Are New Highs Bullish or Bearish?

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It is widely accepted as common knowledge in trading that new highs in
securities such as stocks, bonds or commodities (or any index for that
matter) is a bullish technical event.  The simple logic behind it is
that when a stock makes a new high, everyone holding the stock at that
point is profitable and therefore, you don’t have any remorseful buyers
sitting at a loss, praying for the stock to get back to their entry
point so they can sell and just breakeven.

However, there are times when breakouts to new highs can actually be
very bearish technical events.  This is most often the case during
topping phases in the markets when the institutions (smart money) are
handing the bag to the retail traders or investors (often referred to as
the dumb money)….no hate mail please as this is just a general term and certainly does not apply to yours truly or anyone reading this post!

What prompted me to take a look at these two charts below, the $RUT
(Russell 2000 small cap index) and the IYT (Transportation sector etf)
is the nearly jaw-dropping run that they have both been experiencing
since the November 16th lows (I’m sure there’s a good “freight train”
pun in there somewhere with the IYT).  Any way, in glancing at a
longer-term view of these charts, what jumped out to me was how these
two recent juggernauts have a history of sparking sharp sell-offs or
outright trend reversals almost immediately after breaking out to new

Admittedly, there’s isn’t a very large sampling of new highs (at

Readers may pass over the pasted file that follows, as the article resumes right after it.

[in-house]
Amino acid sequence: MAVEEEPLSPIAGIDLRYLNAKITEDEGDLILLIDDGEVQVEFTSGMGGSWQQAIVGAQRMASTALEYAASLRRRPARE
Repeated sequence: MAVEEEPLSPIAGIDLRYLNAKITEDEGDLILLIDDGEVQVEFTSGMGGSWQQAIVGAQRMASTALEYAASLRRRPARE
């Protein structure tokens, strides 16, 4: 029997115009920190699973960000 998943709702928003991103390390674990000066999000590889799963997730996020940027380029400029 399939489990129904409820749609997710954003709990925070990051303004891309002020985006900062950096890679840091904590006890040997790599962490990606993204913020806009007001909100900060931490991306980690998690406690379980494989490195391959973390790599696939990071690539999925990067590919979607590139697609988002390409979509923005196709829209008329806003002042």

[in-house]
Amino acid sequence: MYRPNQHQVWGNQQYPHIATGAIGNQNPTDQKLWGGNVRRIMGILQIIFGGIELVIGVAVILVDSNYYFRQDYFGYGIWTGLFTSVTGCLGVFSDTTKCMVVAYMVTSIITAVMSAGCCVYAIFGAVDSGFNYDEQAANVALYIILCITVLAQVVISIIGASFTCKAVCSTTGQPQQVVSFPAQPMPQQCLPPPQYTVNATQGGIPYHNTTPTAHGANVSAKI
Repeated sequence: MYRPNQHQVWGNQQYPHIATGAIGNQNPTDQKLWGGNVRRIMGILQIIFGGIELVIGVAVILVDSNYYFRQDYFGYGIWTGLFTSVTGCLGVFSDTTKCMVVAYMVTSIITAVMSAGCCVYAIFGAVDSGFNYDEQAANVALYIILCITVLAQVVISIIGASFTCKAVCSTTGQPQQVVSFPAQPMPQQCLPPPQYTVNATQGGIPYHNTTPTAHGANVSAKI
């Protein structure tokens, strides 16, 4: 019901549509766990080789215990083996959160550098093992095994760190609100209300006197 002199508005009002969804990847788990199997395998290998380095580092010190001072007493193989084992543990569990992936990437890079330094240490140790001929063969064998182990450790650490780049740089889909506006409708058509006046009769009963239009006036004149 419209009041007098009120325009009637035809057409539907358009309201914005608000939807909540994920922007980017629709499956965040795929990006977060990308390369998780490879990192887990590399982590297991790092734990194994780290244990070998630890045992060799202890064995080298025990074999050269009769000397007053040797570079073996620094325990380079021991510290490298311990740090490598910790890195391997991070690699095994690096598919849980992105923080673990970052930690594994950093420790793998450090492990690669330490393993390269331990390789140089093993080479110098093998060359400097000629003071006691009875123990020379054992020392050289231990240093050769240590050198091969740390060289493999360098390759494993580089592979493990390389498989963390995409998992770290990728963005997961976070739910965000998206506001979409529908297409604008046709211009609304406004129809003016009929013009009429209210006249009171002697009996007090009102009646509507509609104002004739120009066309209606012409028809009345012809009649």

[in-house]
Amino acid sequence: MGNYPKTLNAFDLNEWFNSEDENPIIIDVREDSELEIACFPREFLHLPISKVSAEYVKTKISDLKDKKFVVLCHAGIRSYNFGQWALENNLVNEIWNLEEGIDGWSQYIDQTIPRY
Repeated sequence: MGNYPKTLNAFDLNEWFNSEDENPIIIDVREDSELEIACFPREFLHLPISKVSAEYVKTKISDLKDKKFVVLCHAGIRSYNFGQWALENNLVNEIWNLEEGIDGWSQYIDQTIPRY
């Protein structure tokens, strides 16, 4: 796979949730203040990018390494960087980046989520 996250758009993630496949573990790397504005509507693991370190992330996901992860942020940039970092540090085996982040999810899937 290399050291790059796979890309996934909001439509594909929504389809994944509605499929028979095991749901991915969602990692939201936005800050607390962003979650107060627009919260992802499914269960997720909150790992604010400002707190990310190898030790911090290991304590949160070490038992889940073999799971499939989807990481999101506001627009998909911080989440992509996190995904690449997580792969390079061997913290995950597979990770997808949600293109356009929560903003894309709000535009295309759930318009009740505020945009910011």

least multi-year highs) on the $RUT but even when you zoom down to the
smaller scale new highs within the larger uptrends, you can see that
prices usually reverse within a few weeks of taking out the previous
reaction high and where one might logically expect prices to find
support on that previous reaction high as it’s retested from above, most
of the corrections have far exceeded that “expected” support level.

$RUT weekly new highs

On this IYT weekly chart below, you can see a similar history of the two
previous sharp sell-offs that followed the May 23rd, 2008 (week of)
breakout to a new (almost) 52 week high as well as the next marginal new
high made on the week of July 8, 2011 (note: IYT did actually barely
eke out a slightly new high about two months earlier).  Price patterns
don’t repeat indefinitely and of course, even if history does repeat
here once again, these are weekly charts with patterns that, just like
the large divergences and wedge patterns forming on the US indices,
could take weeks or even months to play out, assuming they do play out.

IYT weekly new highs

These charts can be viewed in full-size by visiting